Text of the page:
Numerous publications have described positive student outcomes when undergraduate engineering students participate in meaningful, real-world projects. Moreover, even students not directly involved in the real-world projects benefit through formal classroom interactions and informal social interactions with those students that are participating in the projects. Recently, students at Valparaiso University completed a massive, interdisciplinary project to design, manufacture, assemble, and test a half-million dollar, five kW solar furnace. Because of the scope of the project, 50 students spanning seven years of graduating classes and two engineering departments were involved. The avenues of student participation included summer internships, independent project work, and Capstone Senior Design projects. By working on the solar furnace project, students developed a myriad of valuable skills in such areas as project management, technical writing, communication, design, manufacturing, mechatronics, finite element analysis, circuit analysis, programming, and instrumentation. Additionally, 40 percent of the students who participated in the project chose to continue their engineering studies in graduate schools around the country.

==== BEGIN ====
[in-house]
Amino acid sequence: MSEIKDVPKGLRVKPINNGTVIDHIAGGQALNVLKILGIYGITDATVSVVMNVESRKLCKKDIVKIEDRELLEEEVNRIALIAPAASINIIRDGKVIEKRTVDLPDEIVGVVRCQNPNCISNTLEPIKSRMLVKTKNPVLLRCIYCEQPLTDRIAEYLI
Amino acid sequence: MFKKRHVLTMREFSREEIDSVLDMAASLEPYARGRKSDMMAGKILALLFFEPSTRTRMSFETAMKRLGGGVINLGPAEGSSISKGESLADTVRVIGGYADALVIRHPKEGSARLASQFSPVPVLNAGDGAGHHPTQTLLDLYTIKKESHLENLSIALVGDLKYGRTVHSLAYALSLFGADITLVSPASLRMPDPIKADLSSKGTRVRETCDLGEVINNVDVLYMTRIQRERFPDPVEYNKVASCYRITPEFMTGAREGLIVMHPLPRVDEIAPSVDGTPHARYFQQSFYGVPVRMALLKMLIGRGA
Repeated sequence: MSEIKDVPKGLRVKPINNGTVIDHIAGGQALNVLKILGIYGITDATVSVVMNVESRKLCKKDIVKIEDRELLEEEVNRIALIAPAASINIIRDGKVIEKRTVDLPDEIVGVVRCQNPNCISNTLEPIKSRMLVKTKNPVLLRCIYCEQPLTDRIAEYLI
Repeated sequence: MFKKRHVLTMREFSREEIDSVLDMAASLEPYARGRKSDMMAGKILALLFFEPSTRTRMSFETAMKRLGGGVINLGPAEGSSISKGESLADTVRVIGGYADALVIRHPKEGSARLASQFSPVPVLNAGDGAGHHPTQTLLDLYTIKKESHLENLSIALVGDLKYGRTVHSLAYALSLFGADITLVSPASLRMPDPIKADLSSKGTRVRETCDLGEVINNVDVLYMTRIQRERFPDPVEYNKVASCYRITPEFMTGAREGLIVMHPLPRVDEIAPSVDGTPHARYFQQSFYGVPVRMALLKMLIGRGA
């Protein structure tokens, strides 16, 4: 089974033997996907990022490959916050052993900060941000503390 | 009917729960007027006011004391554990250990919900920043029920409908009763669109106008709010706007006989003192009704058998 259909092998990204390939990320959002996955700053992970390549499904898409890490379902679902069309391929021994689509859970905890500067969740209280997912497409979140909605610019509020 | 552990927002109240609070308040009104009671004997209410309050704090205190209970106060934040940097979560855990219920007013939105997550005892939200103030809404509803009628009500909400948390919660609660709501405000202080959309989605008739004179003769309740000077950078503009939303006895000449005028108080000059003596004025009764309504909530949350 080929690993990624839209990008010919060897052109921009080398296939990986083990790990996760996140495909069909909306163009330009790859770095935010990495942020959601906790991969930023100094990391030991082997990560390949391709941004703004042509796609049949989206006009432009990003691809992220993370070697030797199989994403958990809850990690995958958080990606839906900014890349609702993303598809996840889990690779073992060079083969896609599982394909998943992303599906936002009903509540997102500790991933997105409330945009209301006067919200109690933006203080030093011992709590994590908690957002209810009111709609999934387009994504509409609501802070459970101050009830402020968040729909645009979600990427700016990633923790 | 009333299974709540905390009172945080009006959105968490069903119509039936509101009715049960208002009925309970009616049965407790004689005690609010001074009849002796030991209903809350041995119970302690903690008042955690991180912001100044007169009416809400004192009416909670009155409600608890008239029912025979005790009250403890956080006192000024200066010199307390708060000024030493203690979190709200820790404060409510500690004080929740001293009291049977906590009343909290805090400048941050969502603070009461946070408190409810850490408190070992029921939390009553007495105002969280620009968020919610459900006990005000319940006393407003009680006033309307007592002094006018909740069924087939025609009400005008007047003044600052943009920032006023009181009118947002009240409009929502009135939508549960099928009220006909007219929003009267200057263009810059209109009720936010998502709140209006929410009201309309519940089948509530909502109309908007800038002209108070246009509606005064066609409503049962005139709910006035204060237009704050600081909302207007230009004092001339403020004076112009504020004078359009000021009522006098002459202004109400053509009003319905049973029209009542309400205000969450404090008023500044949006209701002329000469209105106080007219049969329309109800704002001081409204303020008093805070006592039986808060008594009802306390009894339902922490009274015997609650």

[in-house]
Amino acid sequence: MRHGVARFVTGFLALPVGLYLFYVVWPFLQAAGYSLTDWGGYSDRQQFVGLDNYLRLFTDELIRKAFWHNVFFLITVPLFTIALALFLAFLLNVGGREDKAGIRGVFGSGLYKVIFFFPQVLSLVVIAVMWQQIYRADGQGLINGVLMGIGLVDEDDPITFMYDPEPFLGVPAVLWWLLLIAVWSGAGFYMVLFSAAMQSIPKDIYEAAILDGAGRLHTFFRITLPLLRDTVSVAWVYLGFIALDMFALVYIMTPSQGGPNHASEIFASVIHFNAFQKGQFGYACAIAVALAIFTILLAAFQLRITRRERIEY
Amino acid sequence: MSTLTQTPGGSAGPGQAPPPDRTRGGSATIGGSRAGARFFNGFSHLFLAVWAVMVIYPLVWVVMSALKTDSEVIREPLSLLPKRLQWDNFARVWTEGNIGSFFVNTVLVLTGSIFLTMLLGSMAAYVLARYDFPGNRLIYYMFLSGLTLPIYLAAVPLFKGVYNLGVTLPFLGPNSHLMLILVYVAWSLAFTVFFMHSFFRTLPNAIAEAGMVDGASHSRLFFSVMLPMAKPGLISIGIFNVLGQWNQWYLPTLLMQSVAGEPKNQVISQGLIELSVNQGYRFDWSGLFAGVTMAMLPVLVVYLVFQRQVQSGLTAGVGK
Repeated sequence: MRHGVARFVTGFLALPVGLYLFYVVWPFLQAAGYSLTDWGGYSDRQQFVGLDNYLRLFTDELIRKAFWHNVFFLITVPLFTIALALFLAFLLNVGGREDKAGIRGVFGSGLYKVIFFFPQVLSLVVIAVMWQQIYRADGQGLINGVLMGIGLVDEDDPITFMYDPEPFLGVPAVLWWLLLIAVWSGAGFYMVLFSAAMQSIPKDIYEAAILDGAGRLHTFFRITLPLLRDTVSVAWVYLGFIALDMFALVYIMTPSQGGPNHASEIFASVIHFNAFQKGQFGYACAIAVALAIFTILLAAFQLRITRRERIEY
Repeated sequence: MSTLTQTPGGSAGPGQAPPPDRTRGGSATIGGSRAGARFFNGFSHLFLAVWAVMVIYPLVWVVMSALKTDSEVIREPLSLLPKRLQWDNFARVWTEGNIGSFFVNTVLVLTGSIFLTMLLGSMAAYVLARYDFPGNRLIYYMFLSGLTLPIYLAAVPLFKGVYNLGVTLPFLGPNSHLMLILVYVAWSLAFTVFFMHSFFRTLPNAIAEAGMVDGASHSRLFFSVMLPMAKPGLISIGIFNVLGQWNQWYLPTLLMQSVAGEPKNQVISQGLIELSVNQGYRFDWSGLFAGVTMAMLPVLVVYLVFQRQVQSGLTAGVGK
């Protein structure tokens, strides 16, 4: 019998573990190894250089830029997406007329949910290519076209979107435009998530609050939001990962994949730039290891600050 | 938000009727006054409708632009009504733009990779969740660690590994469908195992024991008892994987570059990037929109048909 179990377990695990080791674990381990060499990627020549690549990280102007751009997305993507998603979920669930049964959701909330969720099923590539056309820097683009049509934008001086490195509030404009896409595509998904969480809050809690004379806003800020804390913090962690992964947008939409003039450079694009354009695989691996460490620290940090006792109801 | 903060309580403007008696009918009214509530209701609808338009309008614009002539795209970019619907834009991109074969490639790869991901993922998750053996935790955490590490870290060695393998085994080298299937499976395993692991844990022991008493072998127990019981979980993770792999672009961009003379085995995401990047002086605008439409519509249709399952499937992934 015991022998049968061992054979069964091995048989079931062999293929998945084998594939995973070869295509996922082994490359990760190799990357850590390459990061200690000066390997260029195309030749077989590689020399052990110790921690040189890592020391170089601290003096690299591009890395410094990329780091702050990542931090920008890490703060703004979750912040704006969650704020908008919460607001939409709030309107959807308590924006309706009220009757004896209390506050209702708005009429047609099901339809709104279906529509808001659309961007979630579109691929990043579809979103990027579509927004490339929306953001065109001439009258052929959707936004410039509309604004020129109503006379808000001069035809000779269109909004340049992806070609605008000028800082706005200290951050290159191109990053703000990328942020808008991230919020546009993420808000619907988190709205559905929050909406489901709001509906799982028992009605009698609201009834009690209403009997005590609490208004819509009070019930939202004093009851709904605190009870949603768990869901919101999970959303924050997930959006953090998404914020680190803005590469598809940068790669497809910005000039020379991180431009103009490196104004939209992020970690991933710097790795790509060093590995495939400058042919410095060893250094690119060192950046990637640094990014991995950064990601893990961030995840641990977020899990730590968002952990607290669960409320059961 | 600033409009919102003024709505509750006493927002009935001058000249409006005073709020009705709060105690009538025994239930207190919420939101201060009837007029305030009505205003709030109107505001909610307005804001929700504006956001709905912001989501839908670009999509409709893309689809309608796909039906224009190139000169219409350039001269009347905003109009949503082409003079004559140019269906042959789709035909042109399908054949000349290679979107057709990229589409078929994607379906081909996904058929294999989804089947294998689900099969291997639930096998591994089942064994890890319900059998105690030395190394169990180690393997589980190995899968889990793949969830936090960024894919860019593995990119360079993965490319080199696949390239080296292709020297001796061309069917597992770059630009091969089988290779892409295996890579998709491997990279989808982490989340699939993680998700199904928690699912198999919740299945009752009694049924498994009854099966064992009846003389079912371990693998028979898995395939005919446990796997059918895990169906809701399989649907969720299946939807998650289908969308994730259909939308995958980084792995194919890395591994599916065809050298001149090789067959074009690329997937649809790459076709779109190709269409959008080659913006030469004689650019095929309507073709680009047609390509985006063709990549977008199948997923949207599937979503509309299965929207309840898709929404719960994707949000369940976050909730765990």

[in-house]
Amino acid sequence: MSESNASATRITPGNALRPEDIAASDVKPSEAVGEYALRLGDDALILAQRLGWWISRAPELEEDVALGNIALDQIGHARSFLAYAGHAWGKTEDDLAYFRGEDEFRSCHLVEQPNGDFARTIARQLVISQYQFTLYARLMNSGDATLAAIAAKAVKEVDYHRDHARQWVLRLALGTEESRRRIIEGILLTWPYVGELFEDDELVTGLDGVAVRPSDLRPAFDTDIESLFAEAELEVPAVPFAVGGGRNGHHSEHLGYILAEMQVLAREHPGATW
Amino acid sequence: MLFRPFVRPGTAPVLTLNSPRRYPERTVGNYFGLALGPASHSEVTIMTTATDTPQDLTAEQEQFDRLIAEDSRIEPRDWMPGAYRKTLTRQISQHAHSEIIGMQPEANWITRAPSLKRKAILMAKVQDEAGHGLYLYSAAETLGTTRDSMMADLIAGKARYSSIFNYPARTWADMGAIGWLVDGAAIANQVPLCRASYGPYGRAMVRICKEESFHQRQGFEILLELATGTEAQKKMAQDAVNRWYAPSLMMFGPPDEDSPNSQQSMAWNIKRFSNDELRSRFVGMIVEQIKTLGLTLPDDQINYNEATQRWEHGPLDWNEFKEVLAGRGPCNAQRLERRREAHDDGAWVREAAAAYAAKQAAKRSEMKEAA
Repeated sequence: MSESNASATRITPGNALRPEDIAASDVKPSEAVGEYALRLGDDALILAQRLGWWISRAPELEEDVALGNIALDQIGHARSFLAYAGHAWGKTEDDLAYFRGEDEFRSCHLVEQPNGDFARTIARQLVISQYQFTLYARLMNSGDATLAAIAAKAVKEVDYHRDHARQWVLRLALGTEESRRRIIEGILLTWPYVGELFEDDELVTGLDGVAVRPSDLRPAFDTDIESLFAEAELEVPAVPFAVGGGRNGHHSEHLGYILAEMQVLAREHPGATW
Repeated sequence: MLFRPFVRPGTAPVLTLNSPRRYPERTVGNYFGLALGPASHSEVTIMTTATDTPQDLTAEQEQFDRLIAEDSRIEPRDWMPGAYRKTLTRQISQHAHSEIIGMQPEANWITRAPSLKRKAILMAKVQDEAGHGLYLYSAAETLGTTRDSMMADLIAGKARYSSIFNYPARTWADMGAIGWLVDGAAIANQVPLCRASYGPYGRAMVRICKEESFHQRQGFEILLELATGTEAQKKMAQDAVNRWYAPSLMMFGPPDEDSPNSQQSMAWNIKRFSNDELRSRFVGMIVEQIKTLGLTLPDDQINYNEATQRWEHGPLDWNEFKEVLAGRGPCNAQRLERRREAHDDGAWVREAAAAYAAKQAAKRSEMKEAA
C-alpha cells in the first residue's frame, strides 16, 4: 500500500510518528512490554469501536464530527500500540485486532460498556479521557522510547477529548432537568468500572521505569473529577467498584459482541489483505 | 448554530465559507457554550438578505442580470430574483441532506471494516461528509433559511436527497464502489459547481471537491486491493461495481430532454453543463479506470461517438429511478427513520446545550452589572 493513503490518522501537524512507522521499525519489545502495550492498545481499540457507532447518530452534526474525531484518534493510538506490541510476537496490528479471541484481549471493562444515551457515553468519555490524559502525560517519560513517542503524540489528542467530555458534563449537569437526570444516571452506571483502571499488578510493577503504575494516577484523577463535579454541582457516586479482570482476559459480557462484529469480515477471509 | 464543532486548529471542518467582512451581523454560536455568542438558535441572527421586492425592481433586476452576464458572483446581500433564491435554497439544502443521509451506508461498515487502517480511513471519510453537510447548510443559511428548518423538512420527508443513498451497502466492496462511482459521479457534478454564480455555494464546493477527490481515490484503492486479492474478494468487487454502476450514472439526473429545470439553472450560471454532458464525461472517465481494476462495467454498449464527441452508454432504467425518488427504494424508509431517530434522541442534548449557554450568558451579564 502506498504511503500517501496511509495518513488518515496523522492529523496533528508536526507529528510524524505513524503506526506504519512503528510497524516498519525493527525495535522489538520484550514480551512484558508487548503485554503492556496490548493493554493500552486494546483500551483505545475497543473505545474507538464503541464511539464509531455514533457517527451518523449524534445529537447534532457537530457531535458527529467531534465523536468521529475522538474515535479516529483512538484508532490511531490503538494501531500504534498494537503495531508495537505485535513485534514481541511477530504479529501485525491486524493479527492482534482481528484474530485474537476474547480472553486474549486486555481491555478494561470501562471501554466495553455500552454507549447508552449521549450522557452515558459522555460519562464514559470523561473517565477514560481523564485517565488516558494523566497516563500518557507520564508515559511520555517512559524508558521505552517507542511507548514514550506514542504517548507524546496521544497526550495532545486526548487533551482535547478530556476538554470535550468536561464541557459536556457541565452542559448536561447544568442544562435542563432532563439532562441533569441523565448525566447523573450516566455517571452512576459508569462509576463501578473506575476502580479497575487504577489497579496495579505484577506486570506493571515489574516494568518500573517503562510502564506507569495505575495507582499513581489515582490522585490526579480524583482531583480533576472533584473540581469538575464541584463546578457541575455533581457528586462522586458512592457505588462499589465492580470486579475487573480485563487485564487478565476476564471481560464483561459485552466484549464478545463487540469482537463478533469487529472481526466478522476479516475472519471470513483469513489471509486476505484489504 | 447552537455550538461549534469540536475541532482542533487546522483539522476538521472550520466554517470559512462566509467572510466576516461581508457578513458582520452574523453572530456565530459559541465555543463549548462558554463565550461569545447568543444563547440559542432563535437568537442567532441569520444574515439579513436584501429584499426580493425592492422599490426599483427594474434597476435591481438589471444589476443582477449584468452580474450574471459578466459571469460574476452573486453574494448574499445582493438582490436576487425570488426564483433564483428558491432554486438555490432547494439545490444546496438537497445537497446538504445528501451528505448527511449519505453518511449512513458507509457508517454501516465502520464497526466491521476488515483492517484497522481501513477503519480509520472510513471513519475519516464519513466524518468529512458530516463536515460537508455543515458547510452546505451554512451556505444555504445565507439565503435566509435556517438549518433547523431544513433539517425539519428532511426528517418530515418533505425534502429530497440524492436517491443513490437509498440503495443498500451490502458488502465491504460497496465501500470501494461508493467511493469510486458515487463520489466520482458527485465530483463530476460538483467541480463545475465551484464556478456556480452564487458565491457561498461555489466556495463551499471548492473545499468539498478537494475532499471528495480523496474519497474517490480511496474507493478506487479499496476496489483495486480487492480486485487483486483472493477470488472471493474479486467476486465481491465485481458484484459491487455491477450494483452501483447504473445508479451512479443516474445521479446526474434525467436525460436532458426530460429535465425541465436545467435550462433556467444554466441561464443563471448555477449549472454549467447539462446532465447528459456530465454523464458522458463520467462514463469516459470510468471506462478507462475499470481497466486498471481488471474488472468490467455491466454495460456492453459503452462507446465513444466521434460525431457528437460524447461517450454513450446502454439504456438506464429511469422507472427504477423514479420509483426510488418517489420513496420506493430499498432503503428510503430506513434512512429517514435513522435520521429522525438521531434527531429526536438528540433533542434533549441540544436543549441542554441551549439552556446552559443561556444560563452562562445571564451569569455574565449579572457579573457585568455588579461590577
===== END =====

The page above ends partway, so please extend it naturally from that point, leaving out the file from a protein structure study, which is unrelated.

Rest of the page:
|Original language||English (US)|
|Journal||ASEE Annual Conference and Exposition, Conference Proceedings|
|Volume||122nd ASEE Annual Conference and Exposition: Making Value for Society|
|Issue number||122nd ASEE Annual Conference and Exposition: Making Value for...|
|State||Published - Jan 1 2015|
|Event||2015 122nd ASEE Annual Conference and Exposition - Seattle, United States|
Duration: Jun 14 2015 → Jun 17 2015